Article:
03:13 GMT +317 January 2019
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    FILE PHOTO: Oskar Groening, defendant and former Nazi SS officer dubbed the bookkeeper of Auschwitz leaves the court after the announcement of his verdict in Lueneburg, Germany, July 15, 2015

    German Courts Reportedly Reject Plea of 96-Year-Old 'Bookkeeper of Auschwitz'

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    MOSCOW (Sputnik) – German prosecutors of the state of Lower Saxony rejected Wednesday the clemency plea filed by 96-year old Oskar Groening, known as the "Bookkeeper of Auschwitz," who had been sentenced to four years in prison for World War II-period crimes, local media reported, citing the prosecutor's office.

    On Monday, the Justice Ministry of Lower Saxony announced that Groening, who had been sentenced to four years of imprisonment in July 2015 for his involvement in the deaths of 300,000 people in the Auschwitz concentration camp. However, he has not yet served out his sentence due to a dispute about his health.

    READ MORE: Lawyers of 96-Year-Old 'Bookkeeper of Auschwitz' Appeal Against His Imprisonment

    According to the Norddeutscher Rundfunk broadcaster, the rejection of the clemency plea makes the likelihood of Groening serving a real prison term more probable.

    Groening served as accountant of the concentration camp's administration in the rank of Unterscharfuehrer. He registered the money that was taken from the prisoners upon their arrival to the camp. Throughout the investigation, Groening repeatedly admitted to the moral guilt for the murders.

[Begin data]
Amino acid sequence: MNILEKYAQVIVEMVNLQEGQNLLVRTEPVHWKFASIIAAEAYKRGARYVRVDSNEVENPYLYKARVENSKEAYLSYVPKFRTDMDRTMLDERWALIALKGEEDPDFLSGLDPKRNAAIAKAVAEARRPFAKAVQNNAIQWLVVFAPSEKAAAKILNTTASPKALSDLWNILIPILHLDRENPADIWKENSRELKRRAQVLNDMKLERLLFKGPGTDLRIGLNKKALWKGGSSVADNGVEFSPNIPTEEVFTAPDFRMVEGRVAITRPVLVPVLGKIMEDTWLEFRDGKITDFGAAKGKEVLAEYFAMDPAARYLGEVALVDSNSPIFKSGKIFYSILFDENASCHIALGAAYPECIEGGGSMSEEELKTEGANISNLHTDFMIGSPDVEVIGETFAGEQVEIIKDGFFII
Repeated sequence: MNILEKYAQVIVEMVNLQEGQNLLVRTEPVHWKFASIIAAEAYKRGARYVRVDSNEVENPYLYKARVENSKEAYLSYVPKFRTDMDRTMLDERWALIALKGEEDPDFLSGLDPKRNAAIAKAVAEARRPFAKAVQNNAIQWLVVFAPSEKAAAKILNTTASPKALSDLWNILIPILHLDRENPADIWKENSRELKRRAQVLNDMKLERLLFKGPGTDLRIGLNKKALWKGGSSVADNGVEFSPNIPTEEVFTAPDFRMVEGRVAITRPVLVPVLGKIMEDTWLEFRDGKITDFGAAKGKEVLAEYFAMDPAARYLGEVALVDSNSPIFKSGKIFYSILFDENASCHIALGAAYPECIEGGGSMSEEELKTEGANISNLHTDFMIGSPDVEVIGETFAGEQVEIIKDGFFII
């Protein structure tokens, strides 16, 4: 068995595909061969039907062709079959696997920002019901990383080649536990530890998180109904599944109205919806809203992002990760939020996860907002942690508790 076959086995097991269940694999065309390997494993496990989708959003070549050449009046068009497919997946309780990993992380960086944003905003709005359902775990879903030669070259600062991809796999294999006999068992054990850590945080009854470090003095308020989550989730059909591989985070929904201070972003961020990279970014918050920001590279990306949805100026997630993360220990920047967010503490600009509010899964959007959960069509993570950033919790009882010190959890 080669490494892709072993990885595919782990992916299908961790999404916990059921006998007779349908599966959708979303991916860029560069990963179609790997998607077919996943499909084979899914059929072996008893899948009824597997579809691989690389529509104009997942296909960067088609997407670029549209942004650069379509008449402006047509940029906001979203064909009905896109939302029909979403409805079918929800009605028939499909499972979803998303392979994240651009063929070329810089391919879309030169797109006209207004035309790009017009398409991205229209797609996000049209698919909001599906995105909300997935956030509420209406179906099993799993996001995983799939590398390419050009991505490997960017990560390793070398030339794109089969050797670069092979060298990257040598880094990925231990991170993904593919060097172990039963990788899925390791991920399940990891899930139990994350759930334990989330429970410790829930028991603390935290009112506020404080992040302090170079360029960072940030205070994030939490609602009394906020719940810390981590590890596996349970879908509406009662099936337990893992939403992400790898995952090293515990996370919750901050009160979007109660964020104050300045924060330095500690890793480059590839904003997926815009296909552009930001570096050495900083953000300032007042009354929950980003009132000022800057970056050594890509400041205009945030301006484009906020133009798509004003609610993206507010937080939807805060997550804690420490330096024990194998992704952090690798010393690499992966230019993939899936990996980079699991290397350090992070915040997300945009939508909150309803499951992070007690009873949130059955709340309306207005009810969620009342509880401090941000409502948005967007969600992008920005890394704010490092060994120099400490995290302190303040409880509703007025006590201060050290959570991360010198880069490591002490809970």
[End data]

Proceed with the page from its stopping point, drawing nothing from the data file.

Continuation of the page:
TWEET: ​WE WELCOME that the Constitutional Court of #Germany authorizes the admission of the Nazi criminal Oskar Gröning, despite his age. Crimes against humanity are not subject to statute of limitations and this genocidal act was linked to the murder of 300,000 human beings. 

    In November, a court in Lower Saxony ruled that Groening's medical condition would allow him to serve a prison term. The court specified that the state was required to treat all convicts equally as well as ensure the operation of state institutions. Groening's special needs could be taken into account, the ruling added.

    Auschwitz-Birkenau was the largest extermination camp during the Second World War and has become one of the main symbols of the Holocaust. According to some estimates, 1.4 million people, 1.1 million of whom were Jewish, were killed in the camp between 1941 and 1945. The camp was liberated on January 27, 1945 by the USSR's Red Army.


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